There may be different reasons why a couple would opt to delay adding another member to their brood. “They may have reasons related to employment, desire for a smaller family, previous difficult delivery, or marital problems.” Sylvia Estrada Claudio, M.D., Ph.D., professor of Women and Development Studies and director of the University Center for Women’s Studies in UP Diliman told SmartParenting.com.ph.
If you relate to one of these reasons, there are several contraceptive methods you and your partner can choose from other than the condom or pill. Listed below are natural and artificial family planning methods from the Department of Health. Take note, however, that these methods are only effective when the specified conditions are met and instructions are followed correctly (think of how a pill must be taken regularly or a condom worn and taken off properly). Remember, no birth control method is entirely fool-proof.
Natural These methods rely on a woman observing her natural monthly body changes and menstrual cycle.
1. Standard Days Method
With this method, you can track your menstrual cycle with the help of a string of colored beads. You move the black rubber ring to a colored bead daily. 2. Lactational Amenorrhea Method (LAM)
Did you exclusively breastfeed as a new mom? Did you notice how it took a while before you had your menstruation again? This is because breastfeeding interferes with the release of hormones needed to trigger ovulation. So, the more you breastfeed, the less likely you are to ovulate and get pregnant especially during the first few months after giving birth. That's how LAM works. However, it requires strict conditions to be effective. Miss even one, and you're liable to get pregnant.
Must be a new mom who is exclusively breastfeeding her child
Menstruation hasn’t returned since giving birth
Newborn is less than 6 months old
3. Basal Body Temperature (BBT) Your basal body temperature is your body’s temperature when you’re at rest. Ovulation causes a slight increase in basal body temperature. “You'll be most fertile during the two to three days before your temperature rises. By tracking your basal body temperature each day, you may be able to predict when you'll ovulate,” says Mayo Clinic.
4. Billings Ovulation Method (BOM)
BOM relies on a woman tracking the vaginal discharge--the whitish mucus you see on your underwear--she produces every day. “When the mucus begins to show at the vulva, it is opaque and sticky. Next, it becomes stretchy and slippery, and may look like the raw white of an egg. After that, it becomes sticky again, and then stops altogether,” writes Tina Santiago-Rodriguez in an article about BOM. “The woman’s most fertile days are those when the mucus is stretchy and slippery, and for a few days afterwards.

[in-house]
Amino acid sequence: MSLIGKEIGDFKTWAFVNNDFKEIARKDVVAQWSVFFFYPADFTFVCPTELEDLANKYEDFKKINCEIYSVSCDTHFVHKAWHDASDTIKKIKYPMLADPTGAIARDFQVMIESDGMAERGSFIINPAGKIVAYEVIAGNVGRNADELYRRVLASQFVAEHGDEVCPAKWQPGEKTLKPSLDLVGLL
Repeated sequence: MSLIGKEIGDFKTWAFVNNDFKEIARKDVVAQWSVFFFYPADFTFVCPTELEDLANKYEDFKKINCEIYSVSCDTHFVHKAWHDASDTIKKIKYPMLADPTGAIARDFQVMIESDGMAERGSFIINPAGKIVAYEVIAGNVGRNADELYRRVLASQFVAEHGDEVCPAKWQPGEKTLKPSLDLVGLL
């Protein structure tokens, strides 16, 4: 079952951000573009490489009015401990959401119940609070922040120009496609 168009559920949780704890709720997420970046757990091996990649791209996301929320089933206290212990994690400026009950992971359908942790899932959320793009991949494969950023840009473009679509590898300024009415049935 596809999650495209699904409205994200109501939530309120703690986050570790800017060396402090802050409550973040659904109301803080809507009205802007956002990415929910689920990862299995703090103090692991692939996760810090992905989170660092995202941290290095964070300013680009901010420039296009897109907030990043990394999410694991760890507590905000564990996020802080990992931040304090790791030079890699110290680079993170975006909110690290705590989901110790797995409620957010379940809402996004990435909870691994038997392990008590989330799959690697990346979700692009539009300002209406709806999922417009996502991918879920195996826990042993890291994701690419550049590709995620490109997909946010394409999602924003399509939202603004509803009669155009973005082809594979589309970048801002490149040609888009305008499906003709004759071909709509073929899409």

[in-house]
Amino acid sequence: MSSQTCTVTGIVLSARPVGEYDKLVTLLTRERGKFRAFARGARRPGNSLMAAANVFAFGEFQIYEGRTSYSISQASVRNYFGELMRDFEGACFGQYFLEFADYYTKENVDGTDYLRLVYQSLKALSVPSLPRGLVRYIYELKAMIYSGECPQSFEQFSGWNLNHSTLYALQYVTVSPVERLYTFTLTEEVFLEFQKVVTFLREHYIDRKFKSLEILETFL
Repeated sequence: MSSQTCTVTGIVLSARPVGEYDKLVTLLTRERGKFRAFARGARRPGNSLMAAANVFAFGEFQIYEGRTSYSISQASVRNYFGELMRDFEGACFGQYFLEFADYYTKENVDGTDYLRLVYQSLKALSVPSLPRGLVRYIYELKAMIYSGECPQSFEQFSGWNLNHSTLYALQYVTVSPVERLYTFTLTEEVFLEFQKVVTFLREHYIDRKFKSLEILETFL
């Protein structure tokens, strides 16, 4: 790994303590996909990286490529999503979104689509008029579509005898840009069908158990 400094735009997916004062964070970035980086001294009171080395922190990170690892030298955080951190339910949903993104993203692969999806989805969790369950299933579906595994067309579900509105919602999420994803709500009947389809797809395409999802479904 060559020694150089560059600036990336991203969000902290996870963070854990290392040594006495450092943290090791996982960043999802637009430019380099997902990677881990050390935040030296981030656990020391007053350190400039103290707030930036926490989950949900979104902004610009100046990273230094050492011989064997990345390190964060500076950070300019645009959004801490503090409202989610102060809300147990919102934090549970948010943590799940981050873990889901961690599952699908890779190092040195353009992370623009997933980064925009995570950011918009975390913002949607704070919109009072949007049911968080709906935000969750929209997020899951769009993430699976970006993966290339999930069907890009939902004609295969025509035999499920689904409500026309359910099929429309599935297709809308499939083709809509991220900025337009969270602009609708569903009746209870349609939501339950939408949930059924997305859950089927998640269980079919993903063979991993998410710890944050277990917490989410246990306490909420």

5. Sympto-Thermal Method The Sympto-Thermal Method is a combination of #3 and #4, the Basal Body Temperature method and the Billings Ovulation Method. It tracks a woman’s most fertile days by observing her temperature and her vaginal mucus every day, using both to avoid intercourse on days she is most likely to get pregnant.
Artificial Other than condoms and birth control pills, there are also a number of artificial methods of birth control available today. These do not require a woman to avoid intercourse on her fertile days.
6.Injectables There are two types on injectables: combined injectable and progestin-only. Both contain hormones that stop the body from releasing eggs and thickens the mucus at the cervix which then greatly reduces the likelihood of pregnancy. Depending on what type you choose, it’s either injected once a month or once every three months. Where to get them: public health centers, private clinics
7. Intrauterine Device (IUD)
IUDs are shaped like a “T” and are inserted inside a woman’s uterus and can last up to 10 years. There are several types of IUDs available for women. Most release hormones into the body that are similar to those in many birth control pills. There are also IUDs made of copper. Copper triggers the immune system in turn greatly reducing the likelihood pregnancy. Once you have it, all you have to do is check if it's in position once a month. Where to get it: PhilHealth, private clinics
Though not included in the DOH list, contraceptive implants are another method of family planning that’s been made recently available through government-run PhilHealth. Birth control implants also release hormones that can prevent pregnancy. Small and matchstick-shaped, one is inserted under the skin of a woman’s upper arm. It’s a relatively painless procedure requiring no incisions. An implant’s effects can last up to three years. Where to get it: PhilHealth, private clinics
There are also permanent methods of birth control for couples and individuals who do not want to have any more children. Men can opt for a No Scalpel Vasectomy. A vasectomy prevents the sperm from reaching a man’s ejaculation by surgically severing, sealing or tying up a man’s vas deferens – where sperm pass through.
For women, a Bilateral Tubal Ligation (BTL) is done. BTL prevents fertilization by blocking, severing or tying up a woman’s fallopian tube preventing the egg from reaching the uterus. This way, the sperm and egg never meet and pregnancy doesn’t happen.
Both of these methods are difficult to reverse and is only recommended for persons who are sure they don't want another child.